With that in mind, here are some tips for showing at an event that *does not* feature recently-made video games as the main attraction!
|My lovely wife showing our iOS game "Finger Derpy" at the KY Science Center|
Free PlayThe games are free to try out! You're offering free demos!
You know that, but for the general public tugging their kids through the busy show, everything else is vendor tables. And vendor tables means *things cost money*. It's weird in their minds to come across a booth that let's you play games for free. Some people don't know this. The easiest thing we've found, in addition to simply saying the games are free play, is putting up a simple 'FREE PLAY" sign on a sheet of paper. Obviously, you can get fancier than that if you want.
(If your expo is organized enough to have all the indie games together, clearly marked, you may not need this, so that's cool! )
Non-GamersBe nice when showing your game, and understand lots of people there are probably not 'hardcore' and may possibly be put off by your game. Don't take it personally about your game--you are simply getting a very large slice of the general public at non-gaming shows.
Don't be surprised if you get some kids playing, but the Mom or Dad does not want to play. If you have chairs, offer them a seat while the kids play and they may be more interested in your game!
|A family getting into our Steam game "Shoot 1UP" at the Louisville Mini-Maker Fair|
Xbox 360 guide buttonIf you use Xbox 360 controllers and have Steam running, and a user accidentally holds the Guide button it will stop your game and bring up Big Picture mode. This is really annoying.
Users are having a blast with your game, but may be so enamored that they don't notice they are holding the wrong button to do something. It may seem obvious "Just don't hold that button" but for some reason Valve has not released a simple option to disable BP mode for the Guide button.
The easiest fix is to not have Steam running. Have a DRM-free version of your game without running Steam. There are also Steam community threads in which people are trying to figure out workarounds to it.
Locally-Made, Recently-MadeA lot of regular folks are still coming around to the idea that video games are being made in their own backyard! They may be pretty surprised to learn that you are developing games there. Take some time to explain the cool thing to them and if they express interest in game development, mention your local development support group! Here in Louisville, it's Louisville Makes Games.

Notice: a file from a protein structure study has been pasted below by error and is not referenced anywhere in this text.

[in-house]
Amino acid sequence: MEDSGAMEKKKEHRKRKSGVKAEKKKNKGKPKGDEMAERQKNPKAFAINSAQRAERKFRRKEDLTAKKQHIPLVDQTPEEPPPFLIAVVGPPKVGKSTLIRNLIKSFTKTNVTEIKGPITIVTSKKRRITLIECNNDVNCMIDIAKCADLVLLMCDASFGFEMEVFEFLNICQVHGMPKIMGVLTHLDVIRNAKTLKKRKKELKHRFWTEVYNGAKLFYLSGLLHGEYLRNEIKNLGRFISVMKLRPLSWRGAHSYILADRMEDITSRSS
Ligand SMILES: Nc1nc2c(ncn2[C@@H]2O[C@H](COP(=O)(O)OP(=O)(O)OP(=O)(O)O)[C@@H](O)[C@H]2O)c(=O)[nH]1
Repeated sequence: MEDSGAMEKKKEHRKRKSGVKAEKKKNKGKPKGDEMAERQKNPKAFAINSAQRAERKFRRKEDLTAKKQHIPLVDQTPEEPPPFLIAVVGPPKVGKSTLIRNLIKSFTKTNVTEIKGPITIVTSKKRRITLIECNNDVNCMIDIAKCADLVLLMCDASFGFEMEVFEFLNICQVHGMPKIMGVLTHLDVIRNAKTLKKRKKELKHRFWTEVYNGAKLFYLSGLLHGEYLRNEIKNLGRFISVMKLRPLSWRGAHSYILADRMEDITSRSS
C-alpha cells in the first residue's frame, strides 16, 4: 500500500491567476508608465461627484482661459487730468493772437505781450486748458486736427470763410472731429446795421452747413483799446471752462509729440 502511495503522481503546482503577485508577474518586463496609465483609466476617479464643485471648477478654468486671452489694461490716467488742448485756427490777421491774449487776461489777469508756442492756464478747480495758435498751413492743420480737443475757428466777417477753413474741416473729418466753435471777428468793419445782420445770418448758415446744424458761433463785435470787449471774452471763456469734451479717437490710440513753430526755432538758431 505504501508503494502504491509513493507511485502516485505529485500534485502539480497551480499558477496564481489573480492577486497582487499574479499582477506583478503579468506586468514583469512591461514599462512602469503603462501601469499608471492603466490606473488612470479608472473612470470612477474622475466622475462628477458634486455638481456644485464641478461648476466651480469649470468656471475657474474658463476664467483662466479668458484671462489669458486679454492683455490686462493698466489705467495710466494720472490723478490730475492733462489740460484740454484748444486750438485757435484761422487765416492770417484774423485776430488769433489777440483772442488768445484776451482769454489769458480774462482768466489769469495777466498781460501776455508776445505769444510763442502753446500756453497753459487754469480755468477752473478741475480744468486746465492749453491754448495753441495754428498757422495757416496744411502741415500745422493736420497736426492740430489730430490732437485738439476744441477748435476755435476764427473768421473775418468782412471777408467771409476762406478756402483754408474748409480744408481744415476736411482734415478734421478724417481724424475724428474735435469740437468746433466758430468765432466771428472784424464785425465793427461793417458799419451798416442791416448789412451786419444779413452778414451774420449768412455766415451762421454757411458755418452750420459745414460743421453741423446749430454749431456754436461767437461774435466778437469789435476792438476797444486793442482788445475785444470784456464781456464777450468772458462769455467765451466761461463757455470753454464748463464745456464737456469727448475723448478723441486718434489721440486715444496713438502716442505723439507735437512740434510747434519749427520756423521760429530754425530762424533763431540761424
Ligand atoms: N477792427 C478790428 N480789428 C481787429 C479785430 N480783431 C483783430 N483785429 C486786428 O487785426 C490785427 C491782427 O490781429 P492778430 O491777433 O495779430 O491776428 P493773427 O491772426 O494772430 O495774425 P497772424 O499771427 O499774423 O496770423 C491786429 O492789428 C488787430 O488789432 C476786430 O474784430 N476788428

The other thing we've noticed is a lot of these shows will have Super Smash Bros or Mario Kart or some other tournament running at the event. That's some tough competition to show your game against! The important thing is to communicate that you are personally making the game they are playing now, and it was made recently--not by a huge, well-funded company (such as Nintendo).
|The MBG booth at the Louisville Arcade Expo 2015, with our upcoming "Pig Eat Ball".|
Expo ExperienceMost of the regular expo moves still apply here. For example, if you want people to remember your game's name tomorrow, print cards and hand them out! You can get 500 custom cards for under $20 at GotPrint, or basically for free if you print them on a 8.5"x11" sheet and cut out a few dozen by hand (or on stock paper). Remember to mention your release date and platform if you have one. And of course take extra cords, connectors, monitors, tape, sanitizer, drinks, signs, snacks, and controllers for backup and any other booths that need help!
Developer Farbs, of "Captain Forever" fame had another good point from the comments section:
"I showed Journey of 1000 Stars at a comic expo recently, and found a great way to build interest: Free Crap!
I gathered up all the random gaming merch that I'd accumulated over the years and spread it out on the table with a sign reading "WIN MY STUFF". I then set the high score pretty low, and let every new high scorer pick a prize.
Like you said, these events are filled with vendors asking $ for things, so offering something tangible for free is a big deal. And it's not like we don't all have huge piles of crap cluttering up our workspaces."